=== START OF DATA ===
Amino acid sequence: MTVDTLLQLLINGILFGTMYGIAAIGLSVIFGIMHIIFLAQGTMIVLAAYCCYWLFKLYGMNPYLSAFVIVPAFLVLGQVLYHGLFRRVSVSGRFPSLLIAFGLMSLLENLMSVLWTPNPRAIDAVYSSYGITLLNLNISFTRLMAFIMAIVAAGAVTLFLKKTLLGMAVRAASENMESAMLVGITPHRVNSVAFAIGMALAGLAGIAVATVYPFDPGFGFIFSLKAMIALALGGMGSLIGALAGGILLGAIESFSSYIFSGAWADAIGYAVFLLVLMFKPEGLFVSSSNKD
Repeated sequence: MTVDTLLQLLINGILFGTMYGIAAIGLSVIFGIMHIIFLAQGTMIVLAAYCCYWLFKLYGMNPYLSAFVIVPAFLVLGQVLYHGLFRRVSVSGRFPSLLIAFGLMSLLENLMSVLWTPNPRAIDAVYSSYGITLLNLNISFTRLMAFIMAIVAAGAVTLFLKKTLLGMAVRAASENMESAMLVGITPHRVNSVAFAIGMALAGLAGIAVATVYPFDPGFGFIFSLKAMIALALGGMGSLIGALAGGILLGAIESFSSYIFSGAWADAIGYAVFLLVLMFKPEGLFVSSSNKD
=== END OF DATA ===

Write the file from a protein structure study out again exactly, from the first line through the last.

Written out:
Amino acid sequence: MTVDTLLQLLINGILFGTMYGIAAIGLSVIFGIMHIIFLAQGTMIVLAAYCCYWLFKLYGMNPYLSAFVIVPAFLVLGQVLYHGLFRRVSVSGRFPSLLIAFGLMSLLENLMSVLWTPNPRAIDAVYSSYGITLLNLNISFTRLMAFIMAIVAAGAVTLFLKKTLLGMAVRAASENMESAMLVGITPHRVNSVAFAIGMALAGLAGIAVATVYPFDPGFGFIFSLKAMIALALGGMGSLIGALAGGILLGAIESFSSYIFSGAWADAIGYAVFLLVLMFKPEGLFVSSSNKD
Repeated sequence: MTVDTLLQLLINGILFGTMYGIAAIGLSVIFGIMHIIFLAQGTMIVLAAYCCYWLFKLYGMNPYLSAFVIVPAFLVLGQVLYHGLFRRVSVSGRFPSLLIAFGLMSLLENLMSVLWTPNPRAIDAVYSSYGITLLNLNISFTRLMAFIMAIVAAGAVTLFLKKTLLGMAVRAASENMESAMLVGITPHRVNSVAFAIGMALAGLAGIAVATVYPFDPGFGFIFSLKAMIALALGGMGSLIGALAGGILLGAIESFSSYIFSGAWADAIGYAVFLLVLMFKPEGLFVSSSNKD